Fiddlehead Ferns:
Bacon, butter, hollandaise, leeks, lemon, nutmeg, olives, shallots.

Culinary Artistry

"I basically don't exist as a capitalist" She said. "I don't have a car, I don't go to work." She keeps company with men who use words like vestiges and confounded in everyday conversation. The line of tables by the window is full of playwrights and activists and full notebooks. The playwright maybe is the physicist, though, and how would I know the difference? So here is our cast of characters: the physicist, the anthropologist, the poet, and the lawyer.

The anthropologist leaves. As he packs
away his work we all eye his table--right by the window, flush with light. I slip into his chair, bumping against his toes as he heads for the door. Exit the anthropologist.

I ask the poet the time. The end of his scarf, the very tip, floats in his coffee. I mean to tell him, but there is so much to distract: the lawyer heaves a great sigh, my pen taps my teeth, I have spilled crumbs in one straight line from the old table to the new. I am covered in sticky light.

There was a boy genius today, after all. He walked through the library, all of twelve years old, looking up at the girl he led. He would show her the library. I will orient you to this place, he said. His hand lay on her shoulder; his arm extended straight above his wheaty head. But he walked like a man and talked like a man. He talked like a man entrenched in Academia. He wore a furrowed brow, a sardonic eye. I met them in the stacks later, where I was hopelessly lost. I had spent near an hour stomping up and down metal steps. All doors marked 'exit' led me to places where people carried folded metal tables and gave me the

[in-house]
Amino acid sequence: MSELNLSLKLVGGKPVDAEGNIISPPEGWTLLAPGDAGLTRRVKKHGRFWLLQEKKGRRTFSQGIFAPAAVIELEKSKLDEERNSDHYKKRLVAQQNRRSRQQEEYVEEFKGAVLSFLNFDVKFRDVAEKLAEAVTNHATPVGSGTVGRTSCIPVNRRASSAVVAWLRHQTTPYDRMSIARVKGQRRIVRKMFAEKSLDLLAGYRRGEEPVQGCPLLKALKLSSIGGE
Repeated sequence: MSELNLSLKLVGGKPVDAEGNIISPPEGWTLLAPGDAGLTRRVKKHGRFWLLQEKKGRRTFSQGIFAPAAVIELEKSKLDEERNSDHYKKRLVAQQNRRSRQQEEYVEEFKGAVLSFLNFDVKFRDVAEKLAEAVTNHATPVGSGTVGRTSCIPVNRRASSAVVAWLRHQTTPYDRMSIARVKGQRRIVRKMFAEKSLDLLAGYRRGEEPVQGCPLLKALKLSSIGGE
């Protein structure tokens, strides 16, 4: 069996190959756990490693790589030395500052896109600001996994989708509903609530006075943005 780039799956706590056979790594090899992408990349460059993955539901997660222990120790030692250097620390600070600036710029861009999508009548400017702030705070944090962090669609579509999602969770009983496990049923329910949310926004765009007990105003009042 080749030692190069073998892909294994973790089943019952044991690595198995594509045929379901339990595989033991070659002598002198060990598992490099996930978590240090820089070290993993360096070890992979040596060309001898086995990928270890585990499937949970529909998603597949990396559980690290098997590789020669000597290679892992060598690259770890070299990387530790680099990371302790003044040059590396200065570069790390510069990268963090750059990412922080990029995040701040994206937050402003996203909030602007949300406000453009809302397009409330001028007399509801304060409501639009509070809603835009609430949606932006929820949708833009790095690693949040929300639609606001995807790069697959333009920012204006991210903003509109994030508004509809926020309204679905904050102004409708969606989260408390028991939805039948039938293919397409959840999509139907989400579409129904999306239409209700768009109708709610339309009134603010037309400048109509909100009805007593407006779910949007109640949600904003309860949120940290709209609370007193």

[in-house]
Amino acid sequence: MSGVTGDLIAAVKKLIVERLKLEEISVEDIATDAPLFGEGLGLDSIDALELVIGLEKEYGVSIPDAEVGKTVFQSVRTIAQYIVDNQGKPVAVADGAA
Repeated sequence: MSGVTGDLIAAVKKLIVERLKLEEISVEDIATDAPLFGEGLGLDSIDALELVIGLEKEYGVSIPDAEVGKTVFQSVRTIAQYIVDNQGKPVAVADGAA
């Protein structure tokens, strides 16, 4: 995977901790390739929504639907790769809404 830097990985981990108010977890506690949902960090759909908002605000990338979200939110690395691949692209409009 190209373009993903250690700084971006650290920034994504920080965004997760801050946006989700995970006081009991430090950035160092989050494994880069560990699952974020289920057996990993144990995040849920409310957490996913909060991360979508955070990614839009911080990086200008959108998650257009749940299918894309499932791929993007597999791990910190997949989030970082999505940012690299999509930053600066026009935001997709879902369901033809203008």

I passed them as they were passing a service elevator. He glowered at the shelves. This is F-H, he said. Where it gets a
bit, he snickered then, a bit more organized. He knew where he was going. If he had designed this library, exits would be clearly marked. He would carpet the steel steps to avoid the sound of footfall, any sound at all that might disturb the ruffle of his brow.

As it happens, the only exit is on the fourth floor.

The physicist could have told me that. He looks as though he spends all his time in the stacks, dreaming of and addressing neurons. None of us here in the window exist as capitalists. We are only good for trails of crumbs and the draping of clothing into full glasses.



To have got the whole Barnacle family together would have been impossible... wherever there was a square yard of ground in British occupation under the sun or moon, with a public post upon it, sticking to that post was a Barnacle. No intrepid navigator could plant a flag-staff upon any spot of earth, and take possession of it in the British name, but to that spot of earth, so soon as the discovery was known, the Circumlocution Office sent out a Barnacle and a dispatch-box. Thus the Barnacles were all over the world, in every direction--dispatch-boxing the compass.

Charles Dickens- Little Dorrit